The thrust of the article is that small talk — talking about your commute, or the weather, or the local sports team — is a meaningless time-waster, and everyone knows it.  Why not move directly to the big stuff, and really learn something important about the person you are talking to?  So the writer has taken to asking first date questions like “What’s the most in love you’ve ever felt?” and “What place most inspired you and why?” and, during a business trip, asking a new colleague “Why did you fall in love with your wife?”

Businessteam at a meetingIf this is a new trend in social interaction in America, I’m glad I’m happily married.  I’m also glad I don’t work with this guy.

I happen to think that small talk serves an extremely useful social purpose.  Some people are eager to share intimate details about their lives with the world at large, and no doubt would welcome intrusive personal questions from somebody they just met, but most of us don’t.  If I were on a business trip with a brand new colleague and they asked me a question about how I fell in love with my wife, I would find such a question incredibly presumptuous and off-putting, and I wouldn’t answer it.  Sorry, but it’s going to take a while for me to decide whether a workplace colleague will end up a close personal friend.  And it’s hard for me to believe that at least some women who were asked “What’s the most in love you’ve ever felt?” on a first date wouldn’t groan inwardly, question whether they’ve been hooked up with a creepy potential stalker, and head for the exits as quickly and gracefully as possible.

Small talk allows you to get to know a person before you decide whether to broach weightier topics.  Sure, the substance of the small talk might be meaningless, but the nature of the small talk can tell you a lot about the person across the table.  Does the person have a sense of humor?  Does the person seem thoughtful or thoughtless, smart or dumb, well-mannered or crude?  Is the person so self-absorbed and egotistical that they end up talking entirely about himself?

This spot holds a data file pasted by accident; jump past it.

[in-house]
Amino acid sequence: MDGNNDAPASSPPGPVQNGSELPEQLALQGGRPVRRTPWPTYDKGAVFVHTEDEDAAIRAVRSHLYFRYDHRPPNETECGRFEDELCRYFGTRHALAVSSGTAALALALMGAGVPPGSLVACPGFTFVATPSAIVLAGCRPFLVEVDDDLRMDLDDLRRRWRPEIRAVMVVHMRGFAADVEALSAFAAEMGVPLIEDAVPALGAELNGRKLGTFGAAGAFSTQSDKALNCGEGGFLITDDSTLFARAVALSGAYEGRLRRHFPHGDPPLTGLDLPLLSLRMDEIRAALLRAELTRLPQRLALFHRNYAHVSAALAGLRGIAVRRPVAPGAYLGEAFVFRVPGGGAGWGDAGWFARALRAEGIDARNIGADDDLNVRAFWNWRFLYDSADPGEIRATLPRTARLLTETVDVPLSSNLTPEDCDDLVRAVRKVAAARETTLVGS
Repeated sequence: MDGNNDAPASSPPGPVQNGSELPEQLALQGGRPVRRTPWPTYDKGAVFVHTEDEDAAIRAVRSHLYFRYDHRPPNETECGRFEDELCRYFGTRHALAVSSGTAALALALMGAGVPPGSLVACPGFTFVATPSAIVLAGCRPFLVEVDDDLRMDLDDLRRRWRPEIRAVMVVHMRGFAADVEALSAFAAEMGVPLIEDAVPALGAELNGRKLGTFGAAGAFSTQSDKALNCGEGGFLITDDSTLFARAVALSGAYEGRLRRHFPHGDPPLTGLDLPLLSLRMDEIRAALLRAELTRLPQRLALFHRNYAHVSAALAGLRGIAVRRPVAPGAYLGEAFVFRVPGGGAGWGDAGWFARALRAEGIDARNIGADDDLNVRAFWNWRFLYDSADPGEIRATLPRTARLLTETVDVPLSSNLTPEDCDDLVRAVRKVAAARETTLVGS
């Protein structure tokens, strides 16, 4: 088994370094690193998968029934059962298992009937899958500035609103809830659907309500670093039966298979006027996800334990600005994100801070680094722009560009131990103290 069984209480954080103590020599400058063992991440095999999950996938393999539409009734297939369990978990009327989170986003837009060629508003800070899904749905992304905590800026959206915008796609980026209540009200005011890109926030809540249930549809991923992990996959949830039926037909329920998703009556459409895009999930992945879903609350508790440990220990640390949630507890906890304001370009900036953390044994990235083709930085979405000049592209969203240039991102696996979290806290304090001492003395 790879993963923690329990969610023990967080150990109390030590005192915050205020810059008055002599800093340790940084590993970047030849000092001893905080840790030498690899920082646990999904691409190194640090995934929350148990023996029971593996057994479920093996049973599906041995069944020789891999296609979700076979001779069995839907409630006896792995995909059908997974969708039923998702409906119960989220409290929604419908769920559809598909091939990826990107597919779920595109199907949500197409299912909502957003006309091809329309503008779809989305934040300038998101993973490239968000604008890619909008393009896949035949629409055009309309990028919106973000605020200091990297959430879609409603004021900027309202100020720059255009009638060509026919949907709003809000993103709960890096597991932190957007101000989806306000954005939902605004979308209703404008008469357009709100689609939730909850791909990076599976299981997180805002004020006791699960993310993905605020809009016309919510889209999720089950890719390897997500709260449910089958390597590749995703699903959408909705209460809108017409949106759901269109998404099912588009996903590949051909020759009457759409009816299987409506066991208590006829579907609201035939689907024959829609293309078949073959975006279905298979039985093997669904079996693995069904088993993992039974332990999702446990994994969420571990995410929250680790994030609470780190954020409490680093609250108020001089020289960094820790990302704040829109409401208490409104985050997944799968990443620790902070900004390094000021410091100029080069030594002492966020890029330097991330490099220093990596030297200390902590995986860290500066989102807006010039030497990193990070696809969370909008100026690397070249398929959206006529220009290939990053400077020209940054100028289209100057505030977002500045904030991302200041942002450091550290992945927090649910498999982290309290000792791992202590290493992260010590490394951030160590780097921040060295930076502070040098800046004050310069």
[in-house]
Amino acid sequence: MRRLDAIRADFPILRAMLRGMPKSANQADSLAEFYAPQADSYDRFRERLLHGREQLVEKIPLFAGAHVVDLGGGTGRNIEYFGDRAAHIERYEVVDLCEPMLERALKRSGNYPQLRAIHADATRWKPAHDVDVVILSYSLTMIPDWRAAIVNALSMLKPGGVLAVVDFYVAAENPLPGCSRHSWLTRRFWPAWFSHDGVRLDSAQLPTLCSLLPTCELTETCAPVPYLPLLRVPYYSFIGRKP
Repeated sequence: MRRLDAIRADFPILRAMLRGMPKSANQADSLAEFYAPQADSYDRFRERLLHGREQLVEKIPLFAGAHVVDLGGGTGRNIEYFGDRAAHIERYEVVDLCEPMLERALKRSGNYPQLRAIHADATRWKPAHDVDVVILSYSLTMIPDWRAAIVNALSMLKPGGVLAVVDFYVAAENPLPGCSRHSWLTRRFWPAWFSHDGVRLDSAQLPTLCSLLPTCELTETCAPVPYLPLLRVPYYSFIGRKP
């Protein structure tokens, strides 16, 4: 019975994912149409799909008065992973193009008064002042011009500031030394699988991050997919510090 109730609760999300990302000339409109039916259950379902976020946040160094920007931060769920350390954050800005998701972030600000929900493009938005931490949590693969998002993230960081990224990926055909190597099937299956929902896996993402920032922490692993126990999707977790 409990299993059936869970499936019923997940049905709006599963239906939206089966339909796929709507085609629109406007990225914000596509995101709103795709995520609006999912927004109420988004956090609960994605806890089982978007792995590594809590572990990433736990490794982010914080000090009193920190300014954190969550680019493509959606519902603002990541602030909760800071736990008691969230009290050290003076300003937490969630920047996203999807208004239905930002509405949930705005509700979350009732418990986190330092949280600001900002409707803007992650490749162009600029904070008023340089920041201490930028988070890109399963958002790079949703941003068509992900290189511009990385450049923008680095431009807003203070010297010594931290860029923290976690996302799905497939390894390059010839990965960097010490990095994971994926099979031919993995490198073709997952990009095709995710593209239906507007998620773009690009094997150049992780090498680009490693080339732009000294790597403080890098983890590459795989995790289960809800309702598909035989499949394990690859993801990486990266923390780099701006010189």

And that last point is an important one.  People who immediately ask questions about “big talk” topics clearly want to share their own deeply personal experiences; they no doubt ask the pointed questions with the expectation that they will get the same question in return and then launch into their own stories.  There’s a fair amount of conceit in that; the lives of complete strangers just aren’t that compelling.  Small talk prevents me from being awkwardly inundated by the intimate affairs and feelings of people I don’t know.

I come down strongly in favor of small talk.

What If They Gave A Debate And Nobody Watched?

Tonight, at 9 p.m. on NBC, Hillary Clinton and Vermont Senator Bernie Sanders will square off in a primetime debate between the two leading contenders for the Democratic nomination for President.

Will you be watching?  If so, you might not have much company.

rtx1zf68-1024x696The ratings for the Democratic presidential candidate debates have, well, suffered by comparison to the ratings for the Republican contests.  The most recent Democratic debate, on ABC in December, attracted 6.7 million viewers.  The Republican debate in December on CNN, in contrast, got 18 million viewers, and earlier debates among the GOP field pulled in 25 million and 24 million viewers.  The most recent Republican debate, earlier this week on the Fox Business Network, was watched by 11 million Americans.

Why are the Democratic debates getting trounced?  Some simply attribute it to the Donald Trump factor, reasoning that his supporters watch the debates because they like what he has to say, his detractors watch hoping he puts his foot in his mouth, and non-political people watch because he’s entertaining.  Others think the Republican debates simply have more uncertainty and drama than the Democratic contests, where it was widely believed that the debates are just a formality on Hillary Clinton’s inevitable march to the nomination.